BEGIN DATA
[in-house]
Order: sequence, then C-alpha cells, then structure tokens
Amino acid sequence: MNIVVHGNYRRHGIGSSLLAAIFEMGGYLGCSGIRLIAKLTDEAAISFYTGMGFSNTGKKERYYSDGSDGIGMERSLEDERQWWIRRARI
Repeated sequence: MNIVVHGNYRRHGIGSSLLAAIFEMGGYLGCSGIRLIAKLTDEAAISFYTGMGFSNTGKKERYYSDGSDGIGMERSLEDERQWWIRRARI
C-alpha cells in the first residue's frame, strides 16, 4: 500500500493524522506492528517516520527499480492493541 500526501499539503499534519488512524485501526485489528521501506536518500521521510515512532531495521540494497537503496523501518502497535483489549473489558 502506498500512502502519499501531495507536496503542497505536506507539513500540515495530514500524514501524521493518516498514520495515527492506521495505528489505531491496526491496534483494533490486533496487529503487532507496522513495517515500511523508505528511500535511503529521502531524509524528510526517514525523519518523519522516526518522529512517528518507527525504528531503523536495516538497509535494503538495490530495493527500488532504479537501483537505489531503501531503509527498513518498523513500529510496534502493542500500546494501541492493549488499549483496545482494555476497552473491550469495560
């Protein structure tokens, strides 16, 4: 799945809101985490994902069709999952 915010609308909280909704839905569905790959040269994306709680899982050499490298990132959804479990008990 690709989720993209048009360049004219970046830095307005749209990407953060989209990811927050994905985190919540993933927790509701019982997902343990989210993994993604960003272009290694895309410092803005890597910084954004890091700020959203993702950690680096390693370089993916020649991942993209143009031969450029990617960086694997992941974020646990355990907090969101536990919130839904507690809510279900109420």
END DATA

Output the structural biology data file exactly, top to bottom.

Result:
[in-house]
Order: sequence, then C-alpha cells, then structure tokens
Amino acid sequence: MNIVVHGNYRRHGIGSSLLAAIFEMGGYLGCSGIRLIAKLTDEAAISFYTGMGFSNTGKKERYYSDGSDGIGMERSLEDERQWWIRRARI
Repeated sequence: MNIVVHGNYRRHGIGSSLLAAIFEMGGYLGCSGIRLIAKLTDEAAISFYTGMGFSNTGKKERYYSDGSDGIGMERSLEDERQWWIRRARI
C-alpha cells in the first residue's frame, strides 16, 4: 500500500493524522506492528517516520527499480492493541 500526501499539503499534519488512524485501526485489528521501506536518500521521510515512532531495521540494497537503496523501518502497535483489549473489558 502506498500512502502519499501531495507536496503542497505536506507539513500540515495530514500524514501524521493518516498514520495515527492506521495505528489505531491496526491496534483494533490486533496487529503487532507496522513495517515500511523508505528511500535511503529521502531524509524528510526517514525523519518523519522516526518522529512517528518507527525504528531503523536495516538497509535494503538495490530495493527500488532504479537501483537505489531503501531503509527498513518498523513500529510496534502493542500500546494501541492493549488499549483496545482494555476497552473491550469495560
């Protein structure tokens, strides 16, 4: 799945809101985490994902069709999952 915010609308909280909704839905569905790959040269994306709680899982050499490298990132959804479990008990 690709989720993209048009360049004219970046830095307005749209990407953060989209990811927050994905985190919540993933927790509701019982997902343990989210993994993604960003272009290694895309410092803005890597910084954004890091700020959203993702950690680096390693370089993916020649991942993209143009031969450029990617960086694997992941974020646990355990907090969101536990919130839904507690809510279900109420």